I honestly doubt that I will be able to write this one with the full weight it deserves. My mind has been focused on gratitude and appreciation recently. Just thinking about how amazing my wife really is. Honestly, thinking about how amazing women are, in general.
While reading back through parts of Joel and Kathy’s second book, Livin’ it and Lovin’ it, something really jumped out at me. There’s a part where Joel writes about a revelation. He came to a point where he fully understood more than just how abusive he was, he figured out how Kathy had worked so hard to hold their family together. He had become such a controlling and abusive monster, he had completely lost track of her efforts and commitment.
The part that hit the hardest was about sex. He wrote about how she had endured his bullying and inconsideration, so far as even tolerating it in the bedroom. He wrote about how it affected him when he understood what he had done. He also wrote about how it affected him to understand that she almost always ended up crying when it was over.
I don’t know any men who would allow themselves to be used and taken advantage of, just to maintain a relationship. I don’t know any guys who value their family enough to tolerate anything like that. But I know of hundreds of women who do. It’s their life. In most cultures outside of America, it’s even expected. Women are placed so far below the men, in some cultures, that their feelings and needs aren’t even considered. Some are still treated like property. How strong does someone have to be, to live like that? If the tables were turned, I don’t believe most men would ever get married.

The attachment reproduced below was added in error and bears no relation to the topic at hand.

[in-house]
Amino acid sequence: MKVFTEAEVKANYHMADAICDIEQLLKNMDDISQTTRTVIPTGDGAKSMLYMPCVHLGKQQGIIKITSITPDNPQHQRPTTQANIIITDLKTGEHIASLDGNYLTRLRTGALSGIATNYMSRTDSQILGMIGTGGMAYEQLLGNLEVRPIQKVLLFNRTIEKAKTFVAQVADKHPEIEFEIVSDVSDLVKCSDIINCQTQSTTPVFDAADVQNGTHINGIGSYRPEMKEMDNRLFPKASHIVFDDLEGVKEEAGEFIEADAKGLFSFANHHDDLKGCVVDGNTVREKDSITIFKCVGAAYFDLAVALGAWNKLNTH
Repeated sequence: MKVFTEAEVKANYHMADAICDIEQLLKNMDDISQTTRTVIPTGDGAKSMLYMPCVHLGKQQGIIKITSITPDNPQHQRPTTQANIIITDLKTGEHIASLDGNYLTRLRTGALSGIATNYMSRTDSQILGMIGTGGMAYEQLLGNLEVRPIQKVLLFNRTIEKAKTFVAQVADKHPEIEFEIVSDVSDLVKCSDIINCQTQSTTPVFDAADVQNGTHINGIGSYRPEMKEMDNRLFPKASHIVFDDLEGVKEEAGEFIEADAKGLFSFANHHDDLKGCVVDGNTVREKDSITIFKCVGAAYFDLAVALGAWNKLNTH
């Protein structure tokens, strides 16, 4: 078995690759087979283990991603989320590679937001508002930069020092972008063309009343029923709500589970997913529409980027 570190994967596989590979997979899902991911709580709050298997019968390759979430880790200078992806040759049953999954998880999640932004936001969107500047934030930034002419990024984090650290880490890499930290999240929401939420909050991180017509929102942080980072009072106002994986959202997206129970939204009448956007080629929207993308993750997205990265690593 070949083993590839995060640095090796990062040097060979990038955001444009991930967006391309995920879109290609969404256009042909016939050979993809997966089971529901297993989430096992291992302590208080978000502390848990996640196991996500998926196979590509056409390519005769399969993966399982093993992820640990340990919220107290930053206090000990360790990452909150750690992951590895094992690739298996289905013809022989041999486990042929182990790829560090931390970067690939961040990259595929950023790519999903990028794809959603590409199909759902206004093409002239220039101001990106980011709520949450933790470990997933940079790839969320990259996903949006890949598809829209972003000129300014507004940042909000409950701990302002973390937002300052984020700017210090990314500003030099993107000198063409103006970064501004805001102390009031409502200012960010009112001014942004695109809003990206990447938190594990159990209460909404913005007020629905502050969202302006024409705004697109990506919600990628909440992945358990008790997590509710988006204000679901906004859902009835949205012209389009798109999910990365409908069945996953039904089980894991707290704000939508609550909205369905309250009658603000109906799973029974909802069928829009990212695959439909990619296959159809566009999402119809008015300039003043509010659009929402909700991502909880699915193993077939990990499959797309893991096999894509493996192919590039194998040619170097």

I can’t fathom it some days. Why do they do it? Why do our wives tolerate the garbage we give them? Why are they so willing to clean up our messes and love us, in spite of how disrespectful we are sometimes? How can a human posses so much fortitude that they can maintain a family in defiance of their situation? It’s beyond my imagination. I can’t understand it.
Weaker sex? Seriously? As men, we get that one. We have more muscle mass. We are generally bigger and stronger. But, if we were married to someone who bullied us, demanded submission, used the bible to beat us down and treated us like servants… We would be gone. We would feel fully justified in divorcing a woman like that. Our fishing buddies would support that decision completely. But our wives are expected to endure it. And most do. Graciously.
We figured out, in counseling, that one of my biggest issues had been a special type of arrogance. I considered myself a great husband, purely in contrast to the other men in her life. AWOL father, bad stepfathers, stupid boyfriends. Nobody to brag about in that list.
My wife had endured abuse and even abandonment as a child. She had survived things that still make me cringe, just thinking about them. And, she had managed to stay happy and positive in spite of all that. She was perfect. I, however, spent ten years becoming more and more abusive and angry. The problem was, compared to those guys, I thought I was great. Compared to guys who were more abusive and less connected, I looked like a hero. I thought that I was. I thought I had rescued her. I gave her a great life… Compared to her past.